I’m looking for recommedations for certain type of crop that might allow me to keep livestock out, but would not overrun crops near it? Anybody have some suggestions?
Here in Central Africa, rains are frequent and termites are in abundance, so cutting down trees for stick fences is simply not practical - they last only a few months. So, here at the CEFA experimental and training farm, we have researched several types of “living fences” and we have come up with this winner.
Along the border of your property or garden, you first dig a one meter wide and one meter deep trench as your first deterrent. Make sure you pile all the dirt from the trench on the inside of your garden or property making a triangular hill that slants into the trench - this being the second barrier of sorts.
Next, on the slanted side of the hill facing the trench, plant sisal plants, sometimes known as century cactus - the type that has nasty thorns on the leaf edges and tips. There are different varieties, but the large size is recommended so they need to be planted 1-2m from each other in a single row or in two rows, but staggered. This is your third and main part of the living fence.
Fourthly, we plant vetiver grass, a very deep rooted erosion control grass along the opposite edge of the hill, on the outside edge of the trench. Plant the sprigs right next to each other. All of this takes a good year to grow and fill in, keeping cows, pigs, goats, and even people from entering your property or garden.
One other option is to add thorny shrubs in between the sisal as a fifth barrier. If you absolutely need the fence now, you can construct a sixth obstruction adding one meter high glyricidia fence where you simply cut glyricidia sticks and poke them in the ground. During rainy season, they sprout quickly in the rainy season and can be constructed at the top of the hill. If you don’t know what sisal, or vetiver, or glyricidia are, just look them up on the web. Here in Central Africa, the local variety of living fence is the jatropha plant. You plant cuttings close together and it grows quickly as well.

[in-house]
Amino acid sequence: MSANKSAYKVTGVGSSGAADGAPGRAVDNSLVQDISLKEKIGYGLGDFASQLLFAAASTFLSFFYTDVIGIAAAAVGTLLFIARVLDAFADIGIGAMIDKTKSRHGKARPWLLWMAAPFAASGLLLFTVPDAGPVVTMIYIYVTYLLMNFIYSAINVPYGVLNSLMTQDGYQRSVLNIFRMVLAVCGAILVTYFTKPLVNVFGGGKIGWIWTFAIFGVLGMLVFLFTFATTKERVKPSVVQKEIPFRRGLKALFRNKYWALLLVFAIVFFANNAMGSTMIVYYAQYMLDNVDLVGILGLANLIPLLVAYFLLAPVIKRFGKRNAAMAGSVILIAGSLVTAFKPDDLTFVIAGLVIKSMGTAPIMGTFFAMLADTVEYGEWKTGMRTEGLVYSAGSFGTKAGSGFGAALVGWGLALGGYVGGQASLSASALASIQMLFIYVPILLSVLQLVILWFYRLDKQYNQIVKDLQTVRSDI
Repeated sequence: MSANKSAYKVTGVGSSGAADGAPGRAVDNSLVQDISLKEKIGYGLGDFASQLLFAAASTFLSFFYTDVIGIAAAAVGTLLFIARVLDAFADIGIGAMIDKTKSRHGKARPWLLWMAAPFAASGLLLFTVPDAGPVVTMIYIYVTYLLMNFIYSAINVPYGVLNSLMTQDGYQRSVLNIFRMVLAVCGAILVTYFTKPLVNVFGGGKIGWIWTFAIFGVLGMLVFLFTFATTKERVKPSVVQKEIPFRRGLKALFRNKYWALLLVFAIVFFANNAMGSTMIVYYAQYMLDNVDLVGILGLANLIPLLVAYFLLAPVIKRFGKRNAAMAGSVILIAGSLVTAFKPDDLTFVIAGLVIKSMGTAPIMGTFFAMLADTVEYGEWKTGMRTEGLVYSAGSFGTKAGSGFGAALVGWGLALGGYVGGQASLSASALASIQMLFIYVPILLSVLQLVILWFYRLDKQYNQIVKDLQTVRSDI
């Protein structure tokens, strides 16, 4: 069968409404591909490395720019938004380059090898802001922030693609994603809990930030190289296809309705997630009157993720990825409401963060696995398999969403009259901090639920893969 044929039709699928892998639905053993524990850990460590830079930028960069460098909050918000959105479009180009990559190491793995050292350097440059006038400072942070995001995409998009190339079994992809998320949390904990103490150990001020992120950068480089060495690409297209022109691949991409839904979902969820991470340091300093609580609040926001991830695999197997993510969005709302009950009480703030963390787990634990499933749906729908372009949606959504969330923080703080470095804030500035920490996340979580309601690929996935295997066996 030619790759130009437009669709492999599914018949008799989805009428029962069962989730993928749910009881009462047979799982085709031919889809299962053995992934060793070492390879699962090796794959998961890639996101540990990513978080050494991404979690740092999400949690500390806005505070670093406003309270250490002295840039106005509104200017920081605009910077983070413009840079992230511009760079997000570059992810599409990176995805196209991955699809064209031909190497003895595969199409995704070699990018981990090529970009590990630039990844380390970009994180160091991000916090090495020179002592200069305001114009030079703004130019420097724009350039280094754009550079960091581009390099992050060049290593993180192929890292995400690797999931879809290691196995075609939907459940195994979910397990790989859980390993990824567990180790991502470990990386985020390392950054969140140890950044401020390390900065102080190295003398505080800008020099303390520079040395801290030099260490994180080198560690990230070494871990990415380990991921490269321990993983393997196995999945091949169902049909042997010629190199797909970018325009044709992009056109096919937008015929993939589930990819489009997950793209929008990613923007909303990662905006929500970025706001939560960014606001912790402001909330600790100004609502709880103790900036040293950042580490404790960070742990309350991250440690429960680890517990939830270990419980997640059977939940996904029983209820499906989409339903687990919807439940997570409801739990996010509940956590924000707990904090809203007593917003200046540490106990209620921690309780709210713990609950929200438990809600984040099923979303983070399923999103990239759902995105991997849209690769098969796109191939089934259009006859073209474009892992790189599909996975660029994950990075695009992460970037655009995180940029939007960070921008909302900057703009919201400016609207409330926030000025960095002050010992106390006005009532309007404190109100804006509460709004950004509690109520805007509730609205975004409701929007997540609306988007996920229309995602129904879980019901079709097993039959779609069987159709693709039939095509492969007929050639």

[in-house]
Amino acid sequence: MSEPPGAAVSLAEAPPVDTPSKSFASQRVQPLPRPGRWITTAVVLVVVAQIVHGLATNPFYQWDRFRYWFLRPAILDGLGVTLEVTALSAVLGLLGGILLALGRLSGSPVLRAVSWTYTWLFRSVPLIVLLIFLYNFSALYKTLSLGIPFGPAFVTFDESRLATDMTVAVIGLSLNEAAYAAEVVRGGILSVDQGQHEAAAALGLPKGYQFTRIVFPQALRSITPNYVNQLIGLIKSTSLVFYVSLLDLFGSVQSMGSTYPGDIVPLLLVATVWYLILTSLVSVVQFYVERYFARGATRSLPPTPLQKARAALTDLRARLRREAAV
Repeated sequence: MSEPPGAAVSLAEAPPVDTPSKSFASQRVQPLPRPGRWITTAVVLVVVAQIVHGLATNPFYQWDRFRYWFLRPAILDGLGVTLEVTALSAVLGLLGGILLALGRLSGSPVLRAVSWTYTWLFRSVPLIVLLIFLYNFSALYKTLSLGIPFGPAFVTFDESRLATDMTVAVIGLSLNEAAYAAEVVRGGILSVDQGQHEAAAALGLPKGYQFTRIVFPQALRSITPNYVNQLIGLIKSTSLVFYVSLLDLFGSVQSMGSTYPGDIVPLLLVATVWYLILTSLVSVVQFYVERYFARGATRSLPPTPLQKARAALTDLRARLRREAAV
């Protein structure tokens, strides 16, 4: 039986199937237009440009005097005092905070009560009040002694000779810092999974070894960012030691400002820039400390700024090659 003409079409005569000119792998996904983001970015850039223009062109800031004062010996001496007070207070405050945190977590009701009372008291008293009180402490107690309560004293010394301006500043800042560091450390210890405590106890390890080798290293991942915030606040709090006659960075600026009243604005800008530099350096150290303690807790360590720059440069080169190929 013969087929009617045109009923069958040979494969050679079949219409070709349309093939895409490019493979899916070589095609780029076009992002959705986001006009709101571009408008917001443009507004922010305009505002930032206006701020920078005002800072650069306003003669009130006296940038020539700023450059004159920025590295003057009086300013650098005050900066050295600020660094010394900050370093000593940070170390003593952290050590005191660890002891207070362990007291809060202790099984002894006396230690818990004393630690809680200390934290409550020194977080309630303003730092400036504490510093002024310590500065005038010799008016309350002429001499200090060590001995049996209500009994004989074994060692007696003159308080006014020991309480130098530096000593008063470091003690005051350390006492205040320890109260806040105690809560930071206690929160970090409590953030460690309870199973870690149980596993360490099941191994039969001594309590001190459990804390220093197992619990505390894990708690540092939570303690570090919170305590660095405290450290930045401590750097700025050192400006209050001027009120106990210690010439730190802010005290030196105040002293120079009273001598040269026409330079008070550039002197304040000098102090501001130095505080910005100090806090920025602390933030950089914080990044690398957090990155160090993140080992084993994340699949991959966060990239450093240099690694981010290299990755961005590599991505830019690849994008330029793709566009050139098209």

You’d be surprised as to what is available locally - glyricidia was the only one our program introduced, the others were found in the area.
At the University of Tennessee, we are starting a project in Cambodia with the Royal University of Agriculture comparing four living fence species in their ability to keep cattle and buffalo out of paddies or other agricultural plots following the monsoon/rice season. Livestock invasion is a common obstacle to the successful cultivation of a post-rice crop, such as cowpea or mung bean. We will be testing Gliricidia sepium, Leuceana leucocephala, Moringa oleifera, and Acacia pennata. All of these species are readily available and used in Cambodia. Our on-station and on-farm trials will be conducted in Battambang Province in Cambodia. I’d be happy to keep you updated, if you are interested in our findings. Otherwise, Roy Danforth has provided some excellent ideas here already, and I would echo his sentiment in terms of looking locally for what species are available as a great first step.
If you’re able to download it, there is a good (though academic) article which might be useful by Love, Bork and Spaner out of the University of Alberta in the journal Agroforestry Systems (2009) 77:1-8. Its DOI is: 10.1007/s10457-009-9244-8